Whatever happened to hubReports?

Another little side project of mine bites the dust, but not due to failure. I discontinued this one due to hitting the limits of my hosting resources and a few other reasons. Read of if you're curious.

What was hubreports?

If you have no idea what hubreports was, I'll try and provide a simple explanation. It was a side project of mine that accessed GitHub's API on a daily basis. Information was collected on each programming language (that GitHub recognised): Counts of repositories / users / code, top repositories and users, top new repositories and a few other bits and bobs.

From all the information gathered, several reports were generated as a website. From the website you could browse these statistics for github as a whole or a specific language (some features were restricted to the top 10 or so languages). Historical information was also retained, so you could see how a repositories number of stars changed over time or their chart position in relation to other projects.

Why create it?

Originally I wanted to keep track of new popular repositories on github for my own blog posts. But the more I dabbled with their API, the more I wanted to create something larger out of it. I also wanted an excuse to put Node.js and MongoDB to good use, provided a good experience to gain knowledge with them.

Its downfall

Bad design choices

I used hubreports as a learning exercise. It became too easy to pick various new trends and try them all out at the same time. Looking back, I should have stayed well away from AngularJS for this project. Without having the spare time to come up with a solution, it meant that the site wasn't going to be indexed by search engines correctly. With few ways to encourage visitors, it ended up getting pretty quite as no one knew it was there.

No budget ;)

It was a personal project, so with no relation to my day job there was never going to be any help forthcoming with any costs from there. Personally, I've got zero money spare for this sort of thing. On the odd occasion with my little pet projects, I'll splash out on a domain or some other cheap one off cost, but any regular cost would always be out of the question.

Thankfully there were resources available to help with this to a degree. I took advantage of OpenShift's free tier to host the project and it worked perfectly...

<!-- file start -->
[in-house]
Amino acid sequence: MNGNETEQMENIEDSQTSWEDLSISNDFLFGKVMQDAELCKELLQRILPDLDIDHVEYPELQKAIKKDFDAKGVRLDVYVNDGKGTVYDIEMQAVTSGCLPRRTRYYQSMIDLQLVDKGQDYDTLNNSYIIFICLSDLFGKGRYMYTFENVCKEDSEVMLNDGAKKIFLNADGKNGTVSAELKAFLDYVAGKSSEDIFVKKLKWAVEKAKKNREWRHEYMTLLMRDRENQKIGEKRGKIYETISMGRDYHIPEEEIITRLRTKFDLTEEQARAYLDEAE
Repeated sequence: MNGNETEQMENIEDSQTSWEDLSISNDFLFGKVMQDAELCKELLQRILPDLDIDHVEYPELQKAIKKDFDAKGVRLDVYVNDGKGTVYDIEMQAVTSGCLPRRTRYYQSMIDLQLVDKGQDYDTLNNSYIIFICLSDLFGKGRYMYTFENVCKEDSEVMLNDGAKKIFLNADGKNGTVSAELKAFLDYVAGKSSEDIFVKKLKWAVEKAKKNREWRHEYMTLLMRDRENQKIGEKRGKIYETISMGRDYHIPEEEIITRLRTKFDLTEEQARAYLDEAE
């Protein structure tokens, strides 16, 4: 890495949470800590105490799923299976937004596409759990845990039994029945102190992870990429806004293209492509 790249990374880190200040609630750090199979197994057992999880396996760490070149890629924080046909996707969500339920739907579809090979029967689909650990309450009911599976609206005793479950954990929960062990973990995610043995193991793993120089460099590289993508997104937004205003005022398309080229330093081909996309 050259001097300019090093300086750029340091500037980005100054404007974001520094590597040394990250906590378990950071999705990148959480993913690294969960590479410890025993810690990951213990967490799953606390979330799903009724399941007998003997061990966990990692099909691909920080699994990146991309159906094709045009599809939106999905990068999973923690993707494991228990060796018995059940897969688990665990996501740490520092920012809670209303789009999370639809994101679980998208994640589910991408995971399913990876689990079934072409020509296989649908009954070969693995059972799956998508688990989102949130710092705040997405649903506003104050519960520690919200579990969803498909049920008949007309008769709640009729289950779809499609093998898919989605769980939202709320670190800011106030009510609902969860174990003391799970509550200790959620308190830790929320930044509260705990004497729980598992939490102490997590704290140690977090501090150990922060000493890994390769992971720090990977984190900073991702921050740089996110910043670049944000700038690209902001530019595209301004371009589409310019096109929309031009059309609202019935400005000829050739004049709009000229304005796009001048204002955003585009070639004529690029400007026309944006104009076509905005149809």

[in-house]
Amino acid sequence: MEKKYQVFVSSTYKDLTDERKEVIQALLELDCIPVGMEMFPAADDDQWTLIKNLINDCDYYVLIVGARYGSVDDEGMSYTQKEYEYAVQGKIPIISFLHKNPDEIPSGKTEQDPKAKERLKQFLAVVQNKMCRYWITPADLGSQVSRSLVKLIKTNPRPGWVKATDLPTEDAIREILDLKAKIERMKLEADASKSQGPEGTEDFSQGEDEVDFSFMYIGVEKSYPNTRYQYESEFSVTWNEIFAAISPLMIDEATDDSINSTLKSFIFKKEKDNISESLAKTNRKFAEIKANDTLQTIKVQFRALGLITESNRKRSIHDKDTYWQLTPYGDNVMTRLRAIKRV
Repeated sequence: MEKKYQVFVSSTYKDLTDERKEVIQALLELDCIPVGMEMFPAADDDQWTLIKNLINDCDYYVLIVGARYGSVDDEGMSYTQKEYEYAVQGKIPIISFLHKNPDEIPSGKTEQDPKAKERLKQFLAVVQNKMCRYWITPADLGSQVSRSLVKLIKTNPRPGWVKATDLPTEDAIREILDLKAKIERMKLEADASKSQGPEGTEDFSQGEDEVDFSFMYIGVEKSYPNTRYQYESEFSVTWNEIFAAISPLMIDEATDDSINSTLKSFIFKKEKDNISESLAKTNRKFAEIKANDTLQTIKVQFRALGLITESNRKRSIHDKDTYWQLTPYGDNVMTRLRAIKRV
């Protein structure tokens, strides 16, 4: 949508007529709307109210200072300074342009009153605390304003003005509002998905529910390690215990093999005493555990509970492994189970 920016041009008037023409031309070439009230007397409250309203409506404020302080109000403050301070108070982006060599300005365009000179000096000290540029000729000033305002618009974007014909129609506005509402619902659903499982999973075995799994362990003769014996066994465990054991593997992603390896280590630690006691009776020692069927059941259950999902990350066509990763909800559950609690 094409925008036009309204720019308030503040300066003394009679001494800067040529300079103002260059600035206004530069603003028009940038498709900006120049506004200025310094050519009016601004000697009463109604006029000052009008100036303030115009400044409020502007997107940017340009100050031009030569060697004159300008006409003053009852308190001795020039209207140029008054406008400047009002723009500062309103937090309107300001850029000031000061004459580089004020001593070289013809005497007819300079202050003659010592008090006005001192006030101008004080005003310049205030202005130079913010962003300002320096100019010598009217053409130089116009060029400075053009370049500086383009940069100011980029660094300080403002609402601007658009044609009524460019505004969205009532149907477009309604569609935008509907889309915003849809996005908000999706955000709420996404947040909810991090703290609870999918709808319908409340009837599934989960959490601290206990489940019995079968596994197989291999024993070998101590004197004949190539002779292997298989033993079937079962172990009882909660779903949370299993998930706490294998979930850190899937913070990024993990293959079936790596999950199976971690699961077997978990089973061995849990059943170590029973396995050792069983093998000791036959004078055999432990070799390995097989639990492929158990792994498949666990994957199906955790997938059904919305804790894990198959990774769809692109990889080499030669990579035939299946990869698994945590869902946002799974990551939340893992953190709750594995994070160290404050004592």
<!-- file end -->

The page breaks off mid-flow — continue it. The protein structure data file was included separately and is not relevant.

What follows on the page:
End of the line

Everything has a limit, especially stuff that's offered for free. Eventually hubreports had sucked up enough data to reach the memory limits on the OpenShift free tier. At that point the database server was no longer responding to any requested and I struggled to even get my data out of it manually. That meant that I could either try and slim down the database or call it a day.

Its success

I still consider the project a success. Sure, it didn't make me millions, but it did help my wrap my head around Node.js and move into more interesting areas with it. From the knowledge I gained, I felt confident enough to speak on Node.js and Express at a conference for the first time. Then off the back of that I worked with Matt Gifford on three Node.js related articles for Web Designer Magazine.

It's a success because all I want out of my side projects is a learning experience. Sure if one of them ever makes me some money or secures me an amazing job somewhere, I'll be really happy. But that's never the reason I start any of them ;)

What's next?

There's something I'm playing around with. It'll be GitHub related again, simply because I love fooling around with their data and I'll also make use of OpenShift again due to my limited resources. I don't want to give much else away but it'll be a bit of useless fun and not very productive at all. My challenge with it will be to try and make use of Web Sockets and possibly a client side framework like React or something similar. Just don't hold your breath that it'll be out any time soon ;)


David Boyer
David Boyer

Full-stack web developer from Cardiff, Wales. With a love for JavaScript, especially from within Node.js.